Drones and self driving cars: a European 5G exclusive in Groningen › COT

Drones and self driving cars: a European 5G exclusive in Groningen

Drones and self driving cars: a European 5G exclusive in Groningen

Wed, 21 December 2016

With 5Groningen, an initiative by the Economic Board Groningen, the northern part of the province will be transformed into a testing ground for innovation. Starting next year, entrepreneurs, 5G experts, students and other talent, will start testing new and innovative applications for the lightning fast mobile network.

5G is the successor of the 4G network, making it the newest generation of mobile communication. 5G is a lot faster and more reliable, able to send more data and is a lot easier on battery consumption. So how much faster is it? A lot actually! The new network is 10 to possibly a 100 times faster than 4G. And the network lag or delay is also many times smaller.

A testing ground for lightning fast internet

Thanks to 5G’s ultra fast and reliable data traffic, a lot more previously unthinkable applications are now possible. More and more home appliances will be connected to the internet and controlled from a distance. It will also be possible to transmit data from sensors and other measuring equipment live and also monitor them from a distance.

Because of the lightning fast data transmissions, it will for example be possible to conduct surgery using robotic arms, controlled from a distance. With the 5Groningen initiative, the Economic Board Groningen wants to turn the transform the northern agrarian countryside into a testing ground for innovation, giving entrepreneurs the opportunity to test their creative ideas in real life situations.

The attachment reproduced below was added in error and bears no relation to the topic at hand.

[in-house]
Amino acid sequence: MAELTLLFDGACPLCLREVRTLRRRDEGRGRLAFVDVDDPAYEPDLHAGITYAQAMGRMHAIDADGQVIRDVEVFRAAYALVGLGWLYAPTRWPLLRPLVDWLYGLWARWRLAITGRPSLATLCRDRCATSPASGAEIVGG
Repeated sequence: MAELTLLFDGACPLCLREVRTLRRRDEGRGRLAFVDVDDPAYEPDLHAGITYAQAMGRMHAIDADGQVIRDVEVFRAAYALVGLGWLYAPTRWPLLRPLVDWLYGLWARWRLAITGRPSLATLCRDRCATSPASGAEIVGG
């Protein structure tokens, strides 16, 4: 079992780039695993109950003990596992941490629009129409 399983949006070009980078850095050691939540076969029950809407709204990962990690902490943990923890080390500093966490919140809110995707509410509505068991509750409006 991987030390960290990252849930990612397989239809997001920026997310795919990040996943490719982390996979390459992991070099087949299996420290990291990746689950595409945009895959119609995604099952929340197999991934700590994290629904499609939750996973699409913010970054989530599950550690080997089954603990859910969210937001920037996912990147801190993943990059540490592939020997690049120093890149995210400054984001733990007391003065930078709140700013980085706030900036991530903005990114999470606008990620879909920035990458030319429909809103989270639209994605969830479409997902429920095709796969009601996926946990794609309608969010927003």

5Groningen, 5 themes

This level of testing was previously done in only urban settings, but 5Groningen will change that. The Fieldlabs in the more rural areas are the first of its kind in Europe. In 2017, the first phase of the project will start, with extensive testing and perfecting of all kinds of new applications in the coming years.

The applications and prototypes will have to revolve around 5 themes: Agriculture, Health, Energy, Traffic & Logistics and Habitat. Specially designated teams around each theme will develop these applications with different workshops and brainstorm sessions.

These teams will consist of a maximum of 9 people and are multidisciplinary in nature, like local entrepreneurs, 5G experts and also technology enthusiasts. The teams will work closely with project partners like the Telecom Agency, Ericsson, the Hanze University, Huawei, KPN, SURF, Vodafone and the University of Groningen.

Better fertilization using drones

Hanze student and entrepreneur Wilco Stollenga will be one of the first lucky few to start experimenting with the new mobile network in 2017. In May this year he received the Audience Choice Award of the Anner Awards for student entrepreneurs, with his company AgriFly. Using autonomous drones fitted with sensors, Stollenga’s company measures the biomass of crops, making it easy to see which crops are growing faster than others. Farmers can use this data to see whether their crops receive too little fertilizer, or too much.

Using the lightning fast new network will make things a lot easier for Agrifly, because the drones collect a whopping 20 gigabytes of data in a single flight. Using the old network, it would take about 10 hours to process all of that information, but using the 5G network, all of the processing can be done during the flight. The scan will be complete the moment the drone has landed.